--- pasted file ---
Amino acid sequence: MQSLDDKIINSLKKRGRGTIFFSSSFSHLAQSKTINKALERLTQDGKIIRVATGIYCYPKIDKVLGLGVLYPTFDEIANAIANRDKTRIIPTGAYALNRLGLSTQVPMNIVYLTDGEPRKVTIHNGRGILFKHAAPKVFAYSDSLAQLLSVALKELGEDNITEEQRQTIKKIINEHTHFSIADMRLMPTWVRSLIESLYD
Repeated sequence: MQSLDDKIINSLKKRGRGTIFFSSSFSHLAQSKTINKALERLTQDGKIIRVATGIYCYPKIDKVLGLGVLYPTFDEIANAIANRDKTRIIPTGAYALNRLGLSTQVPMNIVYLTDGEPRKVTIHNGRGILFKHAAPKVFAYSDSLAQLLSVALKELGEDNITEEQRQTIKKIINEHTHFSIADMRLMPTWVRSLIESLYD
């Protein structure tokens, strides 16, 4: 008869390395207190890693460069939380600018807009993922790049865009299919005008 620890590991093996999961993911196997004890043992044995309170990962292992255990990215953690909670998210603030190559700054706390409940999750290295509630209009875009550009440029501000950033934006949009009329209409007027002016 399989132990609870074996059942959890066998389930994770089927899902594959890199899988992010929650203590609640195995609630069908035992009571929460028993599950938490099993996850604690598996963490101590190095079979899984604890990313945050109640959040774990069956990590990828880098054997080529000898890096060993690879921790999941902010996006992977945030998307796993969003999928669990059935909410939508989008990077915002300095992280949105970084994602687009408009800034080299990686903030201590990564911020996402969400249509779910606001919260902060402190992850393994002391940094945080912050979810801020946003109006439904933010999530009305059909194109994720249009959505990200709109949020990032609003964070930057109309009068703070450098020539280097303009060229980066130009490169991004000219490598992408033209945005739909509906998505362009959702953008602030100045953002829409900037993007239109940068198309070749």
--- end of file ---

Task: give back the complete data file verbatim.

Amino acid sequence: MQSLDDKIINSLKKRGRGTIFFSSSFSHLAQSKTINKALERLTQDGKIIRVATGIYCYPKIDKVLGLGVLYPTFDEIANAIANRDKTRIIPTGAYALNRLGLSTQVPMNIVYLTDGEPRKVTIHNGRGILFKHAAPKVFAYSDSLAQLLSVALKELGEDNITEEQRQTIKKIINEHTHFSIADMRLMPTWVRSLIESLYD
Repeated sequence: MQSLDDKIINSLKKRGRGTIFFSSSFSHLAQSKTINKALERLTQDGKIIRVATGIYCYPKIDKVLGLGVLYPTFDEIANAIANRDKTRIIPTGAYALNRLGLSTQVPMNIVYLTDGEPRKVTIHNGRGILFKHAAPKVFAYSDSLAQLLSVALKELGEDNITEEQRQTIKKIINEHTHFSIADMRLMPTWVRSLIESLYD
């Protein structure tokens, strides 16, 4: 008869390395207190890693460069939380600018807009993922790049865009299919005008 620890590991093996999961993911196997004890043992044995309170990962292992255990990215953690909670998210603030190559700054706390409940999750290295509630209009875009550009440029501000950033934006949009009329209409007027002016 399989132990609870074996059942959890066998389930994770089927899902594959890199899988992010929650203590609640195995609630069908035992009571929460028993599950938490099993996850604690598996963490101590190095079979899984604890990313945050109640959040774990069956990590990828880098054997080529000898890096060993690879921790999941902010996006992977945030998307796993969003999928669990059935909410939508989008990077915002300095992280949105970084994602687009408009800034080299990686903030201590990564911020996402969400249509779910606001919260902060402190992850393994002391940094945080912050979810801020946003109006439904933010999530009305059909194109994720249009959505990200709109949020990032609003964070930057109309009068703070450098020539280097303009060229980066130009490169991004000219490598992408033209945005739909509906998505362009959702953008602030100045953002829409900037993007239109940068198309070749």